‘Jewish” and “happy” are words not usually found in the same sentence.
But now, being Jewish and being happy are, if a bit tenuously, united at The Jewish Museum in “Six Things,” an exhibit that visualizes in sensuous three-dimensional letterforms what Stefan Sagmeister, one of the world’s most influential graphic designers, has learned about happiness.
Admitting openly that personal bouts of sadness and depression propelled him to search for answers to basic questions like “What makes people happy?” he consulted experts and read psychology texts, ultimately finding answers in the book “The Happiness Hypothesis,” by Jonathan Haidt, a professor of social psychology at the New York University Stern School of Business.
Haidt’s keys to happiness, as Sagmeister has explained in TED talks and previews of his forthcoming documentary, “The Happy Film,” are meditation, cognitive behavioral therapy and mood-altering drugs — both legal and illegal.
He’s tried them all, he says, and, along with various collaborators including his new creative and business partner Jessica Walsh, he uses the tools of graphic design — typography and image — to communicate his findings and to encourage others to try them, too.
And somehow — and this is what makes Sagmeister & Walsh different from typical designers who create logos and brochures and websites for clients — the results are museum-quality. The research has become fluid, wet, active; it’s been transformed into leotard-clad figures frolicking among bursting water balloons, goldfish swimming in bowls and boats gliding on waterways in abandoned amusement parks.
By the end of 2013, Sagmeister & Walsh’s “Happy Shows” — full-scale installations of interactive, participatory pieces, videos and sculpture — will have been exhibited at museums in Philadelphia, Toronto, Los Angeles, Chicago and Paris.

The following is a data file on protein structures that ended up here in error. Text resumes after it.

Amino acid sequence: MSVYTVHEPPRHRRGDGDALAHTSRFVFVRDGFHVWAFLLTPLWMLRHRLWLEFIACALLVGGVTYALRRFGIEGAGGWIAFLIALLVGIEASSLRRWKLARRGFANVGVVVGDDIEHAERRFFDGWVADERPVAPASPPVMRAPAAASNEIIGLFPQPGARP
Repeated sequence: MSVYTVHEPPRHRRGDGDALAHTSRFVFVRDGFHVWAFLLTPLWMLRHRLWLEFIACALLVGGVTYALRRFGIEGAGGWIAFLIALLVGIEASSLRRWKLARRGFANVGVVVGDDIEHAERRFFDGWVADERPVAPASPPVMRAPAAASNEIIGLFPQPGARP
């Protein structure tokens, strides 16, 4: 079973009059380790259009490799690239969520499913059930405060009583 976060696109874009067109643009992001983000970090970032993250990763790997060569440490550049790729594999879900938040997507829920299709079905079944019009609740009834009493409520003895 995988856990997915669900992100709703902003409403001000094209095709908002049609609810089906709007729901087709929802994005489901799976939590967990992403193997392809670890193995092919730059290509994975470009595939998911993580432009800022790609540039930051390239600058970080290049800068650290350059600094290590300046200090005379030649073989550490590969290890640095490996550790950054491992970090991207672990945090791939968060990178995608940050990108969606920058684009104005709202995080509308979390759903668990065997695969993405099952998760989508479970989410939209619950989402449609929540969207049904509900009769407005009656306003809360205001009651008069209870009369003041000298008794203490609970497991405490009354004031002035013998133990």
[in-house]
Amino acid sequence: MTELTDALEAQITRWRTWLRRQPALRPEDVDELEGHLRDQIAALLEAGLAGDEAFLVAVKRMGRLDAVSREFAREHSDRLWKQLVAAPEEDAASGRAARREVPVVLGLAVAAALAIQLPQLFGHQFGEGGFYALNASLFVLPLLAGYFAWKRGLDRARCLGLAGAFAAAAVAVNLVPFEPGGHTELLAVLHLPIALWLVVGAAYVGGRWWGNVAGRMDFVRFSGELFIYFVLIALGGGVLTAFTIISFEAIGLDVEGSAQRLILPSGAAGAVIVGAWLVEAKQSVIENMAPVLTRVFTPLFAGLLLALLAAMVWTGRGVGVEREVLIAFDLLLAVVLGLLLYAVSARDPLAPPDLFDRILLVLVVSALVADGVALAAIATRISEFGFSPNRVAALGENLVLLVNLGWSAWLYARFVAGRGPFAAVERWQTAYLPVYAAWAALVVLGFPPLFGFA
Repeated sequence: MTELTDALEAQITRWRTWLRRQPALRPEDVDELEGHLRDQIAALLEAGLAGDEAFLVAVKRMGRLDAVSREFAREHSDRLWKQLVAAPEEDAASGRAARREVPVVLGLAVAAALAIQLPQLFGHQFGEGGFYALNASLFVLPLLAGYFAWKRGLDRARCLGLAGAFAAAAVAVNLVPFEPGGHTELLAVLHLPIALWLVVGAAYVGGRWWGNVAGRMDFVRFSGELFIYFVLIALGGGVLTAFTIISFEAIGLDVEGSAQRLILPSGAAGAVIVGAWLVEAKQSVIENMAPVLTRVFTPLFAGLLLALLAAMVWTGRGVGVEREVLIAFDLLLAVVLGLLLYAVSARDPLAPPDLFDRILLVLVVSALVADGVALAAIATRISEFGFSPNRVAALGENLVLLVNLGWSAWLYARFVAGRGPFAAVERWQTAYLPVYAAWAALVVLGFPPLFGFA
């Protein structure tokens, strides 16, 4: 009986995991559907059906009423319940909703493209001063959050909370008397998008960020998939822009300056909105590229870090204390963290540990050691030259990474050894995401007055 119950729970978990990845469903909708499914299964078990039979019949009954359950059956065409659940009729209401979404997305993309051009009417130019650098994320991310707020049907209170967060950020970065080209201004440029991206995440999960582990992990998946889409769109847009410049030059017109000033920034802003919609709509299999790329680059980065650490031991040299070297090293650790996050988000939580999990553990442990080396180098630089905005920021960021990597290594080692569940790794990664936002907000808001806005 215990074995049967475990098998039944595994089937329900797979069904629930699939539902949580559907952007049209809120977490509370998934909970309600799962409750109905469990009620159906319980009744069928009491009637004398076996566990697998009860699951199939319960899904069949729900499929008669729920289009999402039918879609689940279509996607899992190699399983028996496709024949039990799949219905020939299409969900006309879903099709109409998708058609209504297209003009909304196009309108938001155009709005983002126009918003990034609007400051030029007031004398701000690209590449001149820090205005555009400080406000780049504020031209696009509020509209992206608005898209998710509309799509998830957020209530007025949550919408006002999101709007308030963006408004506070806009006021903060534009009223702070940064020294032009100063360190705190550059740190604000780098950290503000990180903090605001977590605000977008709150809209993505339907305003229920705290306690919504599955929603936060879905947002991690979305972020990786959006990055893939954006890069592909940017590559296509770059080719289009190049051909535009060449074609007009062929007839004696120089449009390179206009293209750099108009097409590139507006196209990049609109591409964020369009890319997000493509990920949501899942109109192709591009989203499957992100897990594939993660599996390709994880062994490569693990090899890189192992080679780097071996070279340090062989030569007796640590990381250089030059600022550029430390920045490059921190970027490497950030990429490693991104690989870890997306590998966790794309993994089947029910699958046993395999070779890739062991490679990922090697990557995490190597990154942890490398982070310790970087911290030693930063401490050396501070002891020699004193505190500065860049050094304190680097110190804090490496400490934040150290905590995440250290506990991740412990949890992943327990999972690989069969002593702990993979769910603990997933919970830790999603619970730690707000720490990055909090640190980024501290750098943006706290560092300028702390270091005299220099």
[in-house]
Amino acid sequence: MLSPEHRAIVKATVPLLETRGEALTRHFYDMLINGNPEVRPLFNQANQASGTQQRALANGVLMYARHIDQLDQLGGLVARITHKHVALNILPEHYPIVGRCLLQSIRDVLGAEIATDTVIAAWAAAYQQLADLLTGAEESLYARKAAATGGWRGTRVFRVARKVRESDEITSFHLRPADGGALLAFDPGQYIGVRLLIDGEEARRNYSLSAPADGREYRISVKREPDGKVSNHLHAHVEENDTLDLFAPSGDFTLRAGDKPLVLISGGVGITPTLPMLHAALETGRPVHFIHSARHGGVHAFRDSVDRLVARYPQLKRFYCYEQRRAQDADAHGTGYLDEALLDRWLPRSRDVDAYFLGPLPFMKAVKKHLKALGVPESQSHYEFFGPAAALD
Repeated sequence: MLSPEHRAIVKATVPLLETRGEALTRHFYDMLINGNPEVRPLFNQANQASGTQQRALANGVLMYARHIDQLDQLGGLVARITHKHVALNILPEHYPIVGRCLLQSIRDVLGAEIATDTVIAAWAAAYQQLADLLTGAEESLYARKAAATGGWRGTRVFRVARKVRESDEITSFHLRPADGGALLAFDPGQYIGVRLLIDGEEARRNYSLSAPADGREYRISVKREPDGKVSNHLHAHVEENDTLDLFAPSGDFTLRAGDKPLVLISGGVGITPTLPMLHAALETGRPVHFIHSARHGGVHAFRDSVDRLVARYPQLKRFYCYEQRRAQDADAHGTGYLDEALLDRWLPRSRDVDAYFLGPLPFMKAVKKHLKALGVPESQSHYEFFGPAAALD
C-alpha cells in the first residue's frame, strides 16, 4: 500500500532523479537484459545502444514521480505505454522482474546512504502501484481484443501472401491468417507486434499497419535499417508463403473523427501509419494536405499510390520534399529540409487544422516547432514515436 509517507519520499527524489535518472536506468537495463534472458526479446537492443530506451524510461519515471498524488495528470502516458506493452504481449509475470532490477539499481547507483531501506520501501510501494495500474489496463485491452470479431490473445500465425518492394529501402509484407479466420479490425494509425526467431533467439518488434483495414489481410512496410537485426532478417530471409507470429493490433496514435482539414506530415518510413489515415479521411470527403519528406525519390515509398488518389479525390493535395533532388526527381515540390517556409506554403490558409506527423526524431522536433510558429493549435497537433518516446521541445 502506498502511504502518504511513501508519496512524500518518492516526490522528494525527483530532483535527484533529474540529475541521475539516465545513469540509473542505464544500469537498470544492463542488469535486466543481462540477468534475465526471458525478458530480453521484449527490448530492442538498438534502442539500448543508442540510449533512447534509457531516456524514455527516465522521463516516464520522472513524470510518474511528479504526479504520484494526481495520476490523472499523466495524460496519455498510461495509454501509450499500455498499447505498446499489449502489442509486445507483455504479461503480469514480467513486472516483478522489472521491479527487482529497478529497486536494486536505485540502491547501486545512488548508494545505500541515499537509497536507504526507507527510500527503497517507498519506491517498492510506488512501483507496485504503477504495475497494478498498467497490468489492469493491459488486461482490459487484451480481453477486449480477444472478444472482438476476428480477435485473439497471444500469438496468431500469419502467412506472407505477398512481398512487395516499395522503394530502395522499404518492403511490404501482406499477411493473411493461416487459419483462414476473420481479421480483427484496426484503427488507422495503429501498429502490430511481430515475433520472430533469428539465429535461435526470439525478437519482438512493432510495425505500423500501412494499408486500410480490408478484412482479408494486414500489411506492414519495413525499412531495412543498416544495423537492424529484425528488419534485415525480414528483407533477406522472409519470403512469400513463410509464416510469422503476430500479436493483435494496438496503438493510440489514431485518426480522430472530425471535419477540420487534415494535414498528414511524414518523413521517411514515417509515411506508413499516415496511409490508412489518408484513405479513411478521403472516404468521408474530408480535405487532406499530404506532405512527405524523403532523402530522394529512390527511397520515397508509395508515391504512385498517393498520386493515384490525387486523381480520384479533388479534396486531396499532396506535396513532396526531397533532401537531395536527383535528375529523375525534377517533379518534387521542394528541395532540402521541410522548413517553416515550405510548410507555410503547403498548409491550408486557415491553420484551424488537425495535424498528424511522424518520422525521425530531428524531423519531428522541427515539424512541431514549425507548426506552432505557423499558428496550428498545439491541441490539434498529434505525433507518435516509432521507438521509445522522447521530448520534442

The Jewish Museum New York allotted 1,000 square feet for the artists to tell the story. So they focused on six maxims from Sagmeister’s diary: “If I Don’t Ask I Won’t Get”; “Keeping a Diary Supports Personal Development”; “Be More Flexible”; “It’s Pretty Much Impossible to Please Everybody”; and “Now Is Better.”
Obvious? Corny? It’s all in the execution: five sensuous, looped videos in which the words become floating, bursting, flaming, wiggling, splashing typographical elements including soap bubbles, Jell-O and paint on naked skin. The sixth piece, “Feel Others Feel,” is a floor sculpture in which water, activated by sound waves, ripples inside vacuum-formed white plastic letters.
There are no nicely typeset explanatory cards on the walls here. Each piece is accompanied by Sagmeister’s oft-imitated (in contemporary graphic design and advertising) handwritten text in white paint on black-painted walls. Next to the “Feel Others Feel” piece, for example, is: “Sympathetic empathy is central to most people’s understanding of love and happiness. Nevertheless, I feel I’m not good at it. Everything that happens to me is immediate, while everything that does not happen to me needs to be mediated.”
This explanation is a bit vague, but I think it means something like what Hillel said could be learned while standing on one foot: “That which is hateful to you, do not do to your neighbor.”
But Stefan Sagmeister is not Jewish. A New Yorker since 1985, when he won a Fulbright grant to study for his MFA at Pratt Institute, he was born into a Catholic family in Austria in 1962. “I was an altar boy for six years,” he says, “but as a grown-up I’ve always considered myself a reluctant agnostic.”
So what’s the connection? Why a Jewish museum? The impetus was a study by the Gallup Organization, which interviewed 676,000 people for its Gallup-Healthways Well-Being Index and reported in February 2012 that Jews, especially religious Jews, are the happiest of all religious groups in America.
Tell that to my Uncle Harry and Aunt Esther. They might have died laughing.